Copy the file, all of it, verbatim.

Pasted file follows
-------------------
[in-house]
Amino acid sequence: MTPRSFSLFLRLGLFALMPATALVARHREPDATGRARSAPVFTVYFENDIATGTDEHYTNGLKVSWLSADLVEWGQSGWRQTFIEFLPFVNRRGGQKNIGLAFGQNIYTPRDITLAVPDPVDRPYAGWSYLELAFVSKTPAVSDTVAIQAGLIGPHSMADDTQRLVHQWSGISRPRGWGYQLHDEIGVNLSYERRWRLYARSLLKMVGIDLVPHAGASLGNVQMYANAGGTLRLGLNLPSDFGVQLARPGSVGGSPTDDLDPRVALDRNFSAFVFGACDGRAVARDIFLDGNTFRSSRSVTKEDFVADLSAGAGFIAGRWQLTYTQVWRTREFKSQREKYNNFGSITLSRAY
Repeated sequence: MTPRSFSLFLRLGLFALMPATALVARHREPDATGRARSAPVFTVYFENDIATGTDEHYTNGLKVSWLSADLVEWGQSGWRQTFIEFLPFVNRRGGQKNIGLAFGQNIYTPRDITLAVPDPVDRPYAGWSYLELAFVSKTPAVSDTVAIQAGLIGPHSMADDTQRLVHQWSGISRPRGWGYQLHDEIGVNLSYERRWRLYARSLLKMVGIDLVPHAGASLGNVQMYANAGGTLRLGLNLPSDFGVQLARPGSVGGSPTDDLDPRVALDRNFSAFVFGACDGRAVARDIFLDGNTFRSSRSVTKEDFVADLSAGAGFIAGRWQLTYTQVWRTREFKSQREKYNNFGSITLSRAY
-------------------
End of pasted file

[in-house]
Amino acid sequence: MTPRSFSLFLRLGLFALMPATALVARHREPDATGRARSAPVFTVYFENDIATGTDEHYTNGLKVSWLSADLVEWGQSGWRQTFIEFLPFVNRRGGQKNIGLAFGQNIYTPRDITLAVPDPVDRPYAGWSYLELAFVSKTPAVSDTVAIQAGLIGPHSMADDTQRLVHQWSGISRPRGWGYQLHDEIGVNLSYERRWRLYARSLLKMVGIDLVPHAGASLGNVQMYANAGGTLRLGLNLPSDFGVQLARPGSVGGSPTDDLDPRVALDRNFSAFVFGACDGRAVARDIFLDGNTFRSSRSVTKEDFVADLSAGAGFIAGRWQLTYTQVWRTREFKSQREKYNNFGSITLSRAY
Repeated sequence: MTPRSFSLFLRLGLFALMPATALVARHREPDATGRARSAPVFTVYFENDIATGTDEHYTNGLKVSWLSADLVEWGQSGWRQTFIEFLPFVNRRGGQKNIGLAFGQNIYTPRDITLAVPDPVDRPYAGWSYLELAFVSKTPAVSDTVAIQAGLIGPHSMADDTQRLVHQWSGISRPRGWGYQLHDEIGVNLSYERRWRLYARSLLKMVGIDLVPHAGASLGNVQMYANAGGTLRLGLNLPSDFGVQLARPGSVGGSPTDDLDPRVALDRNFSAFVFGACDGRAVARDIFLDGNTFRSSRSVTKEDFVADLSAGAGFIAGRWQLTYTQVWRTREFKSQREKYNNFGSITLSRAY